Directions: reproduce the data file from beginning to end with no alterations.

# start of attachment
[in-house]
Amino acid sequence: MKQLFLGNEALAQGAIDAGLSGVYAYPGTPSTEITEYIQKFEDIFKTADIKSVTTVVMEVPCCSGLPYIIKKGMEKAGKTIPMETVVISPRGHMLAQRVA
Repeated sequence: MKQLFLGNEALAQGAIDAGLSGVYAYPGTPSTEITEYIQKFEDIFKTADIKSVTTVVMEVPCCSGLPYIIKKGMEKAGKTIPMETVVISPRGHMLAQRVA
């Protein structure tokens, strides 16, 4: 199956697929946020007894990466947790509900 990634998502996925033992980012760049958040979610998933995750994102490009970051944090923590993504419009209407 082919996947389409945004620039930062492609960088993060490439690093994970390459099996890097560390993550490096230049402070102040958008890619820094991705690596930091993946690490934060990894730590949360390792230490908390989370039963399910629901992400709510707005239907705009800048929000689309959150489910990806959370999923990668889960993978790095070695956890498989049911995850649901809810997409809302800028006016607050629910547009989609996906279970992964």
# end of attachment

[in-house]
Amino acid sequence: MKQLFLGNEALAQGAIDAGLSGVYAYPGTPSTEITEYIQKFEDIFKTADIKSVTTVVMEVPCCSGLPYIIKKGMEKAGKTIPMETVVISPRGHMLAQRVA
Repeated sequence: MKQLFLGNEALAQGAIDAGLSGVYAYPGTPSTEITEYIQKFEDIFKTADIKSVTTVVMEVPCCSGLPYIIKKGMEKAGKTIPMETVVISPRGHMLAQRVA
């Protein structure tokens, strides 16, 4: 199956697929946020007894990466947790509900 990634998502996925033992980012760049958040979610998933995750994102490009970051944090923590993504419009209407 082919996947389409945004620039930062492609960088993060490439690093994970390459099996890097560390993550490096230049402070102040958008890619820094991705690596930091993946690490934060990894730590949360390792230490908390989370039963399910629901992400709510707005239907705009800048929000689309959150489910990806959370999923990668889960993978790095070695956890498989049911995850649901809810997409809302800028006016607050629910547009989609996906279970992964």